Back in the mid-’00s, inspired by the likes of Arctic Monkeys and The Cribs, NME heralded the arrival of the ‘New Yorkshire’ scene. It’s tempting to suggest there’s been a resurgence of that regional indie uprising, given that Leeds post-punkers Yard Act and Rotherham pop provocateur Self Esteem were nominated for the career-changing Mercury Prize last week. “I’m not being coy,” the latter told NME after the news broke, “but I can’t believe what’s happened!”
It’s a stroke of luck that both acts grace the bill at this year’s Deer Shed Festival, which is held in the stately grounds of Baldersby Park and overlooked by an imposing Georgian country pile. The 10,000-capacity North Yorkshire knees-up is distinctively “family friendly”, with children’s activities sharing the bill with the bands, meaning you’re as likely to see kids kayaking down the lake in the middle of the site as you are to catch some of the most innovative indie artists in the country.
Not one to lean too far into the cross-generational cosiness, sarky Yard Act frontman James Smith dedicates the withering ‘Rich’ to anyone who brought “their whole family here in boutique camping”. For all his affected spikiness, though, the frontman lets his guard down with the elegiac ‘100% Endurance’ – a song inspired by the band’s supportive fans, who showed him that you needn’t be cynical all the time; that “life’s alright and people are alright”.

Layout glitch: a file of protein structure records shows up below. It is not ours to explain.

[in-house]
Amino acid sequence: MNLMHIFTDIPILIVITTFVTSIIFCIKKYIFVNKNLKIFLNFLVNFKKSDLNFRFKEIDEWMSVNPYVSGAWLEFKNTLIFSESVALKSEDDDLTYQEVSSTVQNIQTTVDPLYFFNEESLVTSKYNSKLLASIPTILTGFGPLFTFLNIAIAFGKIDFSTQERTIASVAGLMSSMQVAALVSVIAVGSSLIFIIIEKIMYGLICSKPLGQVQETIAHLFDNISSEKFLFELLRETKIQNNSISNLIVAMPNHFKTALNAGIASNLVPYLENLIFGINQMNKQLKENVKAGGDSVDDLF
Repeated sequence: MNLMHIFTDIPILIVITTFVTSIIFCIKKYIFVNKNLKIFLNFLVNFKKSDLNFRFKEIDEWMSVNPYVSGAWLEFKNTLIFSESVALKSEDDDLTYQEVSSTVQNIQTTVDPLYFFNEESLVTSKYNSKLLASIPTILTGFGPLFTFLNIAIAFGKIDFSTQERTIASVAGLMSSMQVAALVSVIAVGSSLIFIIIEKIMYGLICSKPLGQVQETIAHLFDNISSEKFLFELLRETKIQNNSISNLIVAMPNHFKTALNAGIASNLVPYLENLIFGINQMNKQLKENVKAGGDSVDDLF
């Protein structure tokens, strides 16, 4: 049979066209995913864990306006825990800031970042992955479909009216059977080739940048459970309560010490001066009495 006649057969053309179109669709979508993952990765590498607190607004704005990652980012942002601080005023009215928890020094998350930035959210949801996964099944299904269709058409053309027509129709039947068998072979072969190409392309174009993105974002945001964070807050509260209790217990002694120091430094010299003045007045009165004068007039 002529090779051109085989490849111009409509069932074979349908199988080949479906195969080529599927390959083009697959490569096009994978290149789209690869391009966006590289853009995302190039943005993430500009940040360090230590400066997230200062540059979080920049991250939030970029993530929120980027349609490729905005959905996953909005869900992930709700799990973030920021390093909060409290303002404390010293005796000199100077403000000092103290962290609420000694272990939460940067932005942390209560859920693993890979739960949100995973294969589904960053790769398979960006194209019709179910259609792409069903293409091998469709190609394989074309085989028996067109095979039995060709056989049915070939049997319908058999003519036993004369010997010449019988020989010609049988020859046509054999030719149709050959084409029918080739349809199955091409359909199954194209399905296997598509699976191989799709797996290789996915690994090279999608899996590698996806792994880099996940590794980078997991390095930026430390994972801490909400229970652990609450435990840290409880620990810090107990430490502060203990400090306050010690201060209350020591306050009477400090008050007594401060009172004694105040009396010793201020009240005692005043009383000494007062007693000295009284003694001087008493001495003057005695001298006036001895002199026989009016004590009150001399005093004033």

One of those people turns out to be Isaac, a young Yard Act stan who’s turned up in Smith’s typical stage uniform of oversized specs and a long beige mac. Smith plucks him from the crowd, promising, “The stage is yours, Isaac”, which – judged by their fabulously chaotic closing rendition of ‘The Overload’ – proves to have been a sound prediction.
Gleefully undoing all that unexpected sincerity, Cardiff retro-rockers CVC open the Main Stage early on Friday afternoon with a healthy dose of sarcasm. Their sparse crowd is no reflection on the group’s flamboyant set, and frontman Francesco Orsi takes it in his stride, joking between songs: “Thank you Wembley!” Liverpudlian performance art-punk Beija Flo, meanwhile, rocking a tasselled leotard and channelling the persona of a kids’ TV presenter, brings charming heaviosity to the In the Dock tent. It might be called ‘Boring’, but the grungy feedback of her best tune should please the heartening number of punters, young and old, milling about Deer Shed in Nirvana merch.
Another uncompromising solo act, Bristolian future-punk Billy Nomates, commands the Main Stage with nothing but fulsome, hip-hop-style backing tracks and her no-fucks attitude, which even withstands the Yorkshire weather. “Deer Shed, I might have caught the rain,” she notes, before breezing into the closing refrain of ‘Emergency Telephone’: “And it’s raining in my heart…”
Fellow West Country star Katy J Pearson puts on an intimate evening set at the Lodge Stage by the lake. NME wrote that her latest album ‘Sound of the Morning’ “really excels” with “realism and rose-tinted fantasy” and when she says, “I released my new record a few weeks ago…”, the audience roars; it seems we’re not the only ones to feel that way.
The supportive atmosphere continues as Geordie indie hero Nadine Shah closes out the Friday night headline slot, announcing: “The last time we were here was in 2018. We’d been nominated for the Mercury but couldn’t tell yous. Massive congratulations to Yard Act and Self Esteem!” She prowls the Main Stage in a tiger-print suit, her brand of needling alt-rock throbbing with menace, which she undercuts with unabashed warmth (“This is so lush; I love seeing all these young ones here – all these drunk parents!”) and salty self-deprecation: “It’s only taken us 10 fuckin’ years to get a headline slot!”